Unlock the Editor’s Digest for free
Roula Khalaf, Editor of the FT, selects her favourite stories in this weekly newsletter.
The US Supreme Court’s conservative majority appeared sceptical about the constitutionality of the Securities and Exchange Commission’s in-house courts in a case that throws into question enforcement mechanisms used by agencies across the country.
During oral arguments on Wednesday, most of the high court’s conservative justices questioned whether cases brought in the SEC’s home forum rather than federal courts violated the constitutional right to be heard in court.
Chief Justice John Roberts argued the government was likelier to bring a case “before one of its own agencies than in court”, which would deny a defendant the right to a jury trial. “That’s not just one place or another, it seems to me that undermines the whole point of the constitutional protection in the first place.”
Justice Brett Kavanaugh added that agencies’ tribunals are “at least perceived as not being impartial”, since agency commissioners both bring the enforcement actions and appoint the in-house judges who hear them. “That doesn’t seem like a neutral process.”
A lawyer representing the SEC argued that in-house courts do not snatch cases away from federal courts given the regulator’s mission is different than “trying to write a private wrong”. The SEC is “trying to vindicate the public’s right to fair and honest markets”, he said.
The case, Jarkesy vs SEC, involves a radio talk show host and hedge fund manager, George Jarkesy, whom the regulator charged with fraud in its in-house administrative court in 2013. The SEC accused Jarkesy, who had launched two hedge funds that raised $30mn, of inflating the funds’ asset valuations and lying to investors about their auditor and prime broker as well as raking in inflated fees.
Jarkesy has sought to dismiss this proceeding, but the SEC’s in-house judge rejected his motions. He is now asking the Supreme Court to find the regulator’s in-house court unconstitutional, arguing that it denies defendants their right to a jury trial and flouts separations of power between the legislative and executive branches of government, among other factors, according to court filings.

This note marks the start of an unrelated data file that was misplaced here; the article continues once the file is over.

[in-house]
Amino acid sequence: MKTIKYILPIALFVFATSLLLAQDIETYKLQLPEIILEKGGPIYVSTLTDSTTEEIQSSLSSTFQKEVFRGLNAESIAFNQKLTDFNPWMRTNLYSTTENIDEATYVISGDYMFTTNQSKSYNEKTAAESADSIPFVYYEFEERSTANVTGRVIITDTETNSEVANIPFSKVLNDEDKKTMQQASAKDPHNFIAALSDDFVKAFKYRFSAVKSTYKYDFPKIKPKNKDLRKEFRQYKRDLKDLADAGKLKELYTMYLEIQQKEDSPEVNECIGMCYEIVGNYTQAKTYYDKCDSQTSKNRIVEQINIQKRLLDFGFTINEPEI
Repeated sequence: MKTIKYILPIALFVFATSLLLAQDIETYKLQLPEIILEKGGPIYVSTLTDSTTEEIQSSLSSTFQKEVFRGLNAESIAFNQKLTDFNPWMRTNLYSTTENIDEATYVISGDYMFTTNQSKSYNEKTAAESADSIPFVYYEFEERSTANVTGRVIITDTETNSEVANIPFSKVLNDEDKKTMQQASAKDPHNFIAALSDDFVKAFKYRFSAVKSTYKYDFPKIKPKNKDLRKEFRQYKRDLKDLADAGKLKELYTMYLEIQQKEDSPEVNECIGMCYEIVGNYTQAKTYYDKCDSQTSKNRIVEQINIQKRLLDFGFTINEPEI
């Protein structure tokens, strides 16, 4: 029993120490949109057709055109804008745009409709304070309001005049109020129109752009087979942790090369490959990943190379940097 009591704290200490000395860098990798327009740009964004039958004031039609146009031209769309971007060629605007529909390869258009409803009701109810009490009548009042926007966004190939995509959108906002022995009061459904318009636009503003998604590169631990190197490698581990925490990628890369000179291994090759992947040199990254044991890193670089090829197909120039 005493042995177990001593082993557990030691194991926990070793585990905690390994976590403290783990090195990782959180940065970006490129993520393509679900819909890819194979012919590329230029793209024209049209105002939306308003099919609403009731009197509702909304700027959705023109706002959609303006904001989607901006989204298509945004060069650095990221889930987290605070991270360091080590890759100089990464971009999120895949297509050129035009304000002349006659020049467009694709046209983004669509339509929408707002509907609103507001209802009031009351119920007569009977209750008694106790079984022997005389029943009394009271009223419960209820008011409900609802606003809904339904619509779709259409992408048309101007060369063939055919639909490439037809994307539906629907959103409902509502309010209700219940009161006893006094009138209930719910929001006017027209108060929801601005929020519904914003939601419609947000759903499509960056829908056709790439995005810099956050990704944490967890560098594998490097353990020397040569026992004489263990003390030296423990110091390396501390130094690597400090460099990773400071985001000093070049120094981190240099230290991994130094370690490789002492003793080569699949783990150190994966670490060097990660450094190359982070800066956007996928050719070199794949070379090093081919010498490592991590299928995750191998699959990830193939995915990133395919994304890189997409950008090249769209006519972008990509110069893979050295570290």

“Congress has steadily expanded the SEC’s authority over the past several decades and now, like a house that’s been added on to too many times, it’s crushing the original foundation,” Sidney Michael McColloch, a lawyer representing Jarkesy, said on Wednesday.
While the case focuses on the securities watchdog, a broad decision against the use of in-house proceedings by the Supreme Court could threaten a critical enforcement tool used by US federal agencies to adjudicate a broad swath of claims, from social security petitions to securities laws violations.
The Supreme Court’s three liberal justices seemed more sympathetic to agencies’ internal forums. Sonia Sotomayor warned against a “radical change” that would have “consequences across the board” and push all agencies to bring claims in federal court.
Joshua Macey, assistant professor at the University of Chicago Law School, said a decision to end the use of in-house forums would clog federal courts with a wave of cases. Instead, he said, the Supreme Court could be inclined to decide that for certain proceedings — such as charges that include financial penalties — “you’re more likely to have a day in court”.
“It will introduce some amount of uncertainty, and a lot of the questions over the next few years will have to do with what’s in that liminal space where we don’t know whether the matter needs to be decided by” a federal court, Macey added.
The case comes at a time when the Supreme Court, which is split 6-3 between conservative and liberal justices, has shown strong scepticism towards agencies’ authority. Last year, it curbed the Environmental Protection Agency’s ability to limit greenhouse gas emissions from power plants in a landmark ruling that called into question regulators’ rulemaking powers.
“The majority of the Supreme Court has consistently been saying US administrative law in its current form is unconstitutional,” Macey said.
The SEC has the option to bring those same cases in standard federal district courts. It has argued that instead pursuing those charges internally does not violate the constitution.
Bringing cases in-house tends to be less complex for the regulator compared with navigating federal courts, where it potentially faces lengthy discovery processes, jury trials and additional oversight.
The lawyer representing the SEC on Wednesday argued that internal proceedings “can be done more efficiently” and often result in “a lesser sanction”.
The SEC also argued Congress gave it power to adjudicate enforcement proceedings under securities laws as a means to ensure investor protection, according to court filings.
Source: Financial Times